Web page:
Published  27/04/2014

Fondation Beyeler presents Daros Latinamerica Collection

Fondation Beyeler presents Daros Latinamerica Collection

Fondation Beyeler, Riehen, Basel, Switzerland
21 February – 27 April 2014


The Fondation Beyeler, the most visited art museum in Switzerland, with in excess of 330,000 people coming through its doors last year, is a comprehensive collection of more than 200 artworks by key modern and contemporary artists, including Pablo Picasso, Henri Matisse, Anselm Kiefer and Christo. It also includes ethnographic pieces from Africa, Oceania and Alaska. What it does not have, however, are many representative items from Latin America. So, to offer a taste of art created miles from Basel where the museum is located, Fondation Beyeler invited fellow institution Daros Latinamerica to display some Latin American artworks in the Swiss museum.

Nevertheless, it is no easy task to summarise a collection of continental dimensions – Daros Latinamerica has more than 1,100 artworks by 115 artists – particularly when it involves dealing with artworks with which its target audience is not familiar. Fondation Beyeler director Sam Keller, Daros Latinamerica artistic director Hans-Michael Herzog, and Fondation Beyeler associate curator Ioana Jimborean joined forces for this challenge. They have chosen to present artists who were born or live in Argentina, Brazil, Colombia, Cuba and Mexico, countries from which the majority of the artists in the Daros Latinamerica collection originate. With the exception of the Cuban Ana Mendieta (b1948), who died in 1985, the selection includes 12 well-established artists who have been working intensively, whose careers span two or three decades, and who have participated in major international shows or won acclaimed prizes or awards. The youngest of the group is the Cuban Wilfredo Prieto, born in 1978. He has already represented his country twice in the Venice Biennale. His installation Apolitical (2001), a set of nation’s flags that, instead of being in vivid colours, are printed in grey, is assembled outside the building where it contrasts with the museum’s colourful gardens.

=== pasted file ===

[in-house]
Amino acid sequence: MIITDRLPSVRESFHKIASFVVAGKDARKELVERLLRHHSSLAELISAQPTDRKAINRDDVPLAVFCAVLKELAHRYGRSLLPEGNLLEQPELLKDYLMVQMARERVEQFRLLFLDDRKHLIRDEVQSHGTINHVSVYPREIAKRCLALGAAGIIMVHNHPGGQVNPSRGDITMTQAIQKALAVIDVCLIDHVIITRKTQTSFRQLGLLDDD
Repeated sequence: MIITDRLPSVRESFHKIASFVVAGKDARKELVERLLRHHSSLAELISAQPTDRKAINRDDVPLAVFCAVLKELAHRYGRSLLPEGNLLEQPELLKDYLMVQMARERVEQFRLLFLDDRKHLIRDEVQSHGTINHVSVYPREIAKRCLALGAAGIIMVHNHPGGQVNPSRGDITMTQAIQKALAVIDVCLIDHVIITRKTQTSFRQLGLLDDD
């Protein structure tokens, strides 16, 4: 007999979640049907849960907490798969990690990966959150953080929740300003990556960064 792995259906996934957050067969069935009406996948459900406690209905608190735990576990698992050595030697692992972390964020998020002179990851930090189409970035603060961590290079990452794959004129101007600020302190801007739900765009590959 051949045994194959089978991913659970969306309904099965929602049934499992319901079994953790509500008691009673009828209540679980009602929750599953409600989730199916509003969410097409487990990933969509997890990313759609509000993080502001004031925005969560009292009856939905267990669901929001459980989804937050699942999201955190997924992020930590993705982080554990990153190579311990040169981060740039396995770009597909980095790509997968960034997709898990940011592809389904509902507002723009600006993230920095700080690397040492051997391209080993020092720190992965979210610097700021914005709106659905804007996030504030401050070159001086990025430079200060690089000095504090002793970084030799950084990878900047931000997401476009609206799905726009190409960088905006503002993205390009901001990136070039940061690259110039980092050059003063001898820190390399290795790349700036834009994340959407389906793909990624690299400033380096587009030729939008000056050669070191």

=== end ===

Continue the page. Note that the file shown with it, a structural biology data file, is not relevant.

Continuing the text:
On the walls of the first room, there are several paintings by the Argentine Guillermo Kuitca (b1961) from the 1990s and the first decade of the 2000s alongside two sculptures by the Colombian Doris Salcedo (b1958). Both artists correlate their subjects with a ghostly presence in their images and objects, in the same manner that they explore the relationship between what is public and private. In the painting Everything (2005) by Kuitca, one can see, against a bright green background, a dense system of filaments that could be a hydrographic map, but as it is intensely red is also reminiscent of capillaries and veins. The interconnections between micro and macro representations – a huge map or the body’s circulatory system – lade the painting with significance, making the viewer think about their own human condition and existence in the world. Kuitca’s creations often have as their main theme the places in which people live. He explores the depiction of the interior of rooms, architectural plans and cartographic drawings. In an early work titled The Song of the Earth (1990), for example, he painted a map on a mattress that is hanging vertically on a wall like a perfect canvas. Literally inverting the position of a bed one sleeps on, Kuitca breaks down the separation that is often found between public and domestic spheres of life. Exposing a mattress as a picture of a topographic zone, he punctures intimacy with a collective large-scale portrait of a place.